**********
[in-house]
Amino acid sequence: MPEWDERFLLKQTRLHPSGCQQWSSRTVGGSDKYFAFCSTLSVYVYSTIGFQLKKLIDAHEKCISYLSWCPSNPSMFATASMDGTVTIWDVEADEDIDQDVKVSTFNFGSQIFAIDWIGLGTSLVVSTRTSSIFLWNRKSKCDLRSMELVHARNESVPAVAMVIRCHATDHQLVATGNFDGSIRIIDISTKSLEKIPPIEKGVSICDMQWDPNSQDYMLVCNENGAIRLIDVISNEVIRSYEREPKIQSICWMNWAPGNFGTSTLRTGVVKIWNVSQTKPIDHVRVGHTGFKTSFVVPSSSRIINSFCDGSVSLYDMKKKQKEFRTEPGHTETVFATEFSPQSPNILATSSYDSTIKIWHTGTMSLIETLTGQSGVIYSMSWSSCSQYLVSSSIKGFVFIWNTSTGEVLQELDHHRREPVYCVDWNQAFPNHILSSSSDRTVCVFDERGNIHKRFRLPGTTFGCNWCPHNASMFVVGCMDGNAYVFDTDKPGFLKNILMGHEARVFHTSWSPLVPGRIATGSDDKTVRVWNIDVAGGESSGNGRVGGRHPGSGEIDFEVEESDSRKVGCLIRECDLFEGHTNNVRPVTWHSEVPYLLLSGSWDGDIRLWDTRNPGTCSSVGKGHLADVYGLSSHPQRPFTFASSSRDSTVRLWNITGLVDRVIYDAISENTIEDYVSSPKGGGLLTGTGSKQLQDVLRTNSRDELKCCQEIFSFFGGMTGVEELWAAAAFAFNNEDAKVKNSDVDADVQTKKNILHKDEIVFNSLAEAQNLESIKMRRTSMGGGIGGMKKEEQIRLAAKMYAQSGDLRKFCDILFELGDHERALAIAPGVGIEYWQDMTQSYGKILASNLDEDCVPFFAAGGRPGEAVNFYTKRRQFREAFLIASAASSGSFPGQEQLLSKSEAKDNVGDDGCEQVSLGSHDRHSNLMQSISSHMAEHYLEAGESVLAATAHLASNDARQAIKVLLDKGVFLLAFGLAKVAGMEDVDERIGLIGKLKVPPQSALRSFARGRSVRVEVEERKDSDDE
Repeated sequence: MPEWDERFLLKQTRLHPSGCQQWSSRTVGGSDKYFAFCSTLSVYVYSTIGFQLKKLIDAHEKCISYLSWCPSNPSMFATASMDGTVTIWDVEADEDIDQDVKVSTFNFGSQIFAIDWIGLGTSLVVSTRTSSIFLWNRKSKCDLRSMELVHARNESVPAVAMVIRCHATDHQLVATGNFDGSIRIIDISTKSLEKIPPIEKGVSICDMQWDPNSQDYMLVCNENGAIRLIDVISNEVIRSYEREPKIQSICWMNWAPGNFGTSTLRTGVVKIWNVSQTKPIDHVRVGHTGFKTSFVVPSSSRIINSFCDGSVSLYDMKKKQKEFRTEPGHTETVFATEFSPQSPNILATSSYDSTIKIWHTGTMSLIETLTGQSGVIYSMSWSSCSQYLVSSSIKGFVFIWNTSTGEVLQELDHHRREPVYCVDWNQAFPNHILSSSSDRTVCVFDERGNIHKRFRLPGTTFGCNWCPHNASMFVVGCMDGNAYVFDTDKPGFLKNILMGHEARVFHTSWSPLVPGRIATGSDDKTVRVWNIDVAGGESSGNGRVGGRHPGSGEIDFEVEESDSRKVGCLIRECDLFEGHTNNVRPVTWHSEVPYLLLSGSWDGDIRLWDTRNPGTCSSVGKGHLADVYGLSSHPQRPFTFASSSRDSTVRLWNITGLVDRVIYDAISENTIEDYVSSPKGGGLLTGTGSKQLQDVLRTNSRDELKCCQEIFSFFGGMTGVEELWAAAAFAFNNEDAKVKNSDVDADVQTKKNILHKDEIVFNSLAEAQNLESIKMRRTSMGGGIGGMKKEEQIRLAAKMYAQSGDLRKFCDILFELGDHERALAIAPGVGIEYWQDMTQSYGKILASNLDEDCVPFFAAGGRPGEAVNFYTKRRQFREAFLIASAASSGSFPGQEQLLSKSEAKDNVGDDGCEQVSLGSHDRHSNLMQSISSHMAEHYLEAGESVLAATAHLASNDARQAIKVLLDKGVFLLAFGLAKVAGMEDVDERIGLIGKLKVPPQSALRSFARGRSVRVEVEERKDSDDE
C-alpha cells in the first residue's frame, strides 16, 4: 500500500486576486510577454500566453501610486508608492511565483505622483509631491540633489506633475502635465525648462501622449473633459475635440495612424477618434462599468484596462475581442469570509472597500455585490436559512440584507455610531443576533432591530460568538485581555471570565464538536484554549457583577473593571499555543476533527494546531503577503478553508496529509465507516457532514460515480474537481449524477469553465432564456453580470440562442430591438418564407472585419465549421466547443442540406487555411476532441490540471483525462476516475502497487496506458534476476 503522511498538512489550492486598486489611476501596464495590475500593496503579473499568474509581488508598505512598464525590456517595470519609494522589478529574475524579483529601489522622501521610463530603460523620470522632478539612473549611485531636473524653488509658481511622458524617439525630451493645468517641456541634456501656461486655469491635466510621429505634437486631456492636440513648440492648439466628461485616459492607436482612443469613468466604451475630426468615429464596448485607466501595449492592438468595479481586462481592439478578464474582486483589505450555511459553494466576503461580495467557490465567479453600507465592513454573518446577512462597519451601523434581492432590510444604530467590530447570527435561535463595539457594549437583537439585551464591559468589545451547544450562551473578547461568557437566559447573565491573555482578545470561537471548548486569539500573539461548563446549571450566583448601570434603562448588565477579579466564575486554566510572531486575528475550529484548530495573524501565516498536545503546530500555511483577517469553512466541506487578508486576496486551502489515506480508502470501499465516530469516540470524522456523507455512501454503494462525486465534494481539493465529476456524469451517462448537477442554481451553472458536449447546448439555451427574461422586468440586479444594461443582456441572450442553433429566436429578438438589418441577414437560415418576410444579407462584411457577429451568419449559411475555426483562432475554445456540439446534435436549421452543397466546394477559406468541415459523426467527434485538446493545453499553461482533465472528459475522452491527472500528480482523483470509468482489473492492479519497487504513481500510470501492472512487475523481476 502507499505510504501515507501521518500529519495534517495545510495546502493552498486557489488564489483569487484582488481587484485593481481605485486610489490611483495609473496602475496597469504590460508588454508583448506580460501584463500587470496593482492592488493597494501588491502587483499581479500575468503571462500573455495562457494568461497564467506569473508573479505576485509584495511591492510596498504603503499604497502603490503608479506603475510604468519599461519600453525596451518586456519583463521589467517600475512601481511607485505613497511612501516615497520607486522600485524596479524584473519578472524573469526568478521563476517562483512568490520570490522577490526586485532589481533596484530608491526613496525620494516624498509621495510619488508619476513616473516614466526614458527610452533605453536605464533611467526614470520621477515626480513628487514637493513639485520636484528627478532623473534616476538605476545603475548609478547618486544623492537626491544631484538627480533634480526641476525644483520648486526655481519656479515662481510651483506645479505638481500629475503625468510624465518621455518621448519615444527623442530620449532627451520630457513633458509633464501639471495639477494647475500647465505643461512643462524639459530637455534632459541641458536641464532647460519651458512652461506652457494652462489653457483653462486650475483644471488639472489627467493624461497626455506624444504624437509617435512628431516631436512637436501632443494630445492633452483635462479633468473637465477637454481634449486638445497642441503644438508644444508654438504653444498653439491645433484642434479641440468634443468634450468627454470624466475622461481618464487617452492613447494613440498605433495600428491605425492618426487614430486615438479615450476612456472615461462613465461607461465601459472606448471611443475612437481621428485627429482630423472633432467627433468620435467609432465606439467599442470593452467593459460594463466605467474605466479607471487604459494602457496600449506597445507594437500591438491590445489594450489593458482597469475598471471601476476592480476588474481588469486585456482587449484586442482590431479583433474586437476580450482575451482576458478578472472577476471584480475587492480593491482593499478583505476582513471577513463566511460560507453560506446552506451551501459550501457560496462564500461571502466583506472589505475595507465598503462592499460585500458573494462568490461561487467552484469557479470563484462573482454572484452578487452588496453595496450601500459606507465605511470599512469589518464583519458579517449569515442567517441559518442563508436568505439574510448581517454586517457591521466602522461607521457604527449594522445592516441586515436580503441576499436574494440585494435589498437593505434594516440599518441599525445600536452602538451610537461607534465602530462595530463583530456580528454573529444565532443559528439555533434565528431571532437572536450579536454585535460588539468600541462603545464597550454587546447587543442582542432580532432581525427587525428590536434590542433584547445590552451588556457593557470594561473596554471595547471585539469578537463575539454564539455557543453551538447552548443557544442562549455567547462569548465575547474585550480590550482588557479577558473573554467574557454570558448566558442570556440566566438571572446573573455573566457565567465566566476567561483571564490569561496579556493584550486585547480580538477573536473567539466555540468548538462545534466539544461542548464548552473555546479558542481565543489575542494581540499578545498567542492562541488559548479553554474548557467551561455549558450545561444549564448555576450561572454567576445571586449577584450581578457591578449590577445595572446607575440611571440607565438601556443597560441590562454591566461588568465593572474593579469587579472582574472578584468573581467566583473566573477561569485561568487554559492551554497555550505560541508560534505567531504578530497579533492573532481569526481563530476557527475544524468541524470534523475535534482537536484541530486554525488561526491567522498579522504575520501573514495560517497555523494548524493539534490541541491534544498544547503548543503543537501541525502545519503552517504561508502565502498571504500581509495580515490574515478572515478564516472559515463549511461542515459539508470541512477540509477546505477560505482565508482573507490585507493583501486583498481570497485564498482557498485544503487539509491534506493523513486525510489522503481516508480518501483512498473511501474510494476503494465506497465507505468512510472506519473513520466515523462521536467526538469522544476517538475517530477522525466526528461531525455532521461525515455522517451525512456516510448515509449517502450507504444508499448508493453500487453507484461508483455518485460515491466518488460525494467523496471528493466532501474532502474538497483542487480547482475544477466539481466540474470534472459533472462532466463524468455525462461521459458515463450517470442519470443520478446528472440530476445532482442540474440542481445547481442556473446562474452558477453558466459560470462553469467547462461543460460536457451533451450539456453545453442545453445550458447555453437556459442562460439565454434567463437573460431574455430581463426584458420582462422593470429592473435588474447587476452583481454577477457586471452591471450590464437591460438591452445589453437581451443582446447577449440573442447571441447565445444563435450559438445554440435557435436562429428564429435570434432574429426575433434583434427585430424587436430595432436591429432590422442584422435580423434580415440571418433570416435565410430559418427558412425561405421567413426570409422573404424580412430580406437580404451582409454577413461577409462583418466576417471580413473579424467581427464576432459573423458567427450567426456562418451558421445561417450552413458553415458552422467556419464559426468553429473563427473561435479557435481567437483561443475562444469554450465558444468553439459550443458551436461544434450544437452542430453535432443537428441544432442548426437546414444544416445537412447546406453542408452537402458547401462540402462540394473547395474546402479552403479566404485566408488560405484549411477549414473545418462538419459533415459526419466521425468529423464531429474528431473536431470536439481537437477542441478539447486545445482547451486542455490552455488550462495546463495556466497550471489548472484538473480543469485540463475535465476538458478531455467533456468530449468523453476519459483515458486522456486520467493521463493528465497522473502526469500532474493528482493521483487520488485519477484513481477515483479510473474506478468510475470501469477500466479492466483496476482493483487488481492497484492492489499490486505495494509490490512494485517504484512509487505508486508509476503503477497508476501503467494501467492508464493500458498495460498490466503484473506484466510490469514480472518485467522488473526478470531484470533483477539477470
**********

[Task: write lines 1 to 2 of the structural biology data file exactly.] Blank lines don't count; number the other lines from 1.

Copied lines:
[in-house]
Amino acid sequence: MPEWDERFLLKQTRLHPSGCQQWSSRTVGGSDKYFAFCSTLSVYVYSTIGFQLKKLIDAHEKCISYLSWCPSNPSMFATASMDGTVTIWDVEADEDIDQDVKVSTFNFGSQIFAIDWIGLGTSLVVSTRTSSIFLWNRKSKCDLRSMELVHARNESVPAVAMVIRCHATDHQLVATGNFDGSIRIIDISTKSLEKIPPIEKGVSICDMQWDPNSQDYMLVCNENGAIRLIDVISNEVIRSYEREPKIQSICWMNWAPGNFGTSTLRTGVVKIWNVSQTKPIDHVRVGHTGFKTSFVVPSSSRIINSFCDGSVSLYDMKKKQKEFRTEPGHTETVFATEFSPQSPNILATSSYDSTIKIWHTGTMSLIETLTGQSGVIYSMSWSSCSQYLVSSSIKGFVFIWNTSTGEVLQELDHHRREPVYCVDWNQAFPNHILSSSSDRTVCVFDERGNIHKRFRLPGTTFGCNWCPHNASMFVVGCMDGNAYVFDTDKPGFLKNILMGHEARVFHTSWSPLVPGRIATGSDDKTVRVWNIDVAGGESSGNGRVGGRHPGSGEIDFEVEESDSRKVGCLIRECDLFEGHTNNVRPVTWHSEVPYLLLSGSWDGDIRLWDTRNPGTCSSVGKGHLADVYGLSSHPQRPFTFASSSRDSTVRLWNITGLVDRVIYDAISENTIEDYVSSPKGGGLLTGTGSKQLQDVLRTNSRDELKCCQEIFSFFGGMTGVEELWAAAAFAFNNEDAKVKNSDVDADVQTKKNILHKDEIVFNSLAEAQNLESIKMRRTSMGGGIGGMKKEEQIRLAAKMYAQSGDLRKFCDILFELGDHERALAIAPGVGIEYWQDMTQSYGKILASNLDEDCVPFFAAGGRPGEAVNFYTKRRQFREAFLIASAASSGSFPGQEQLLSKSEAKDNVGDDGCEQVSLGSHDRHSNLMQSISSHMAEHYLEAGESVLAATAHLASNDARQAIKVLLDKGVFLLAFGLAKVAGMEDVDERIGLIGKLKVPPQSALRSFARGRSVRVEVEERKDSDDE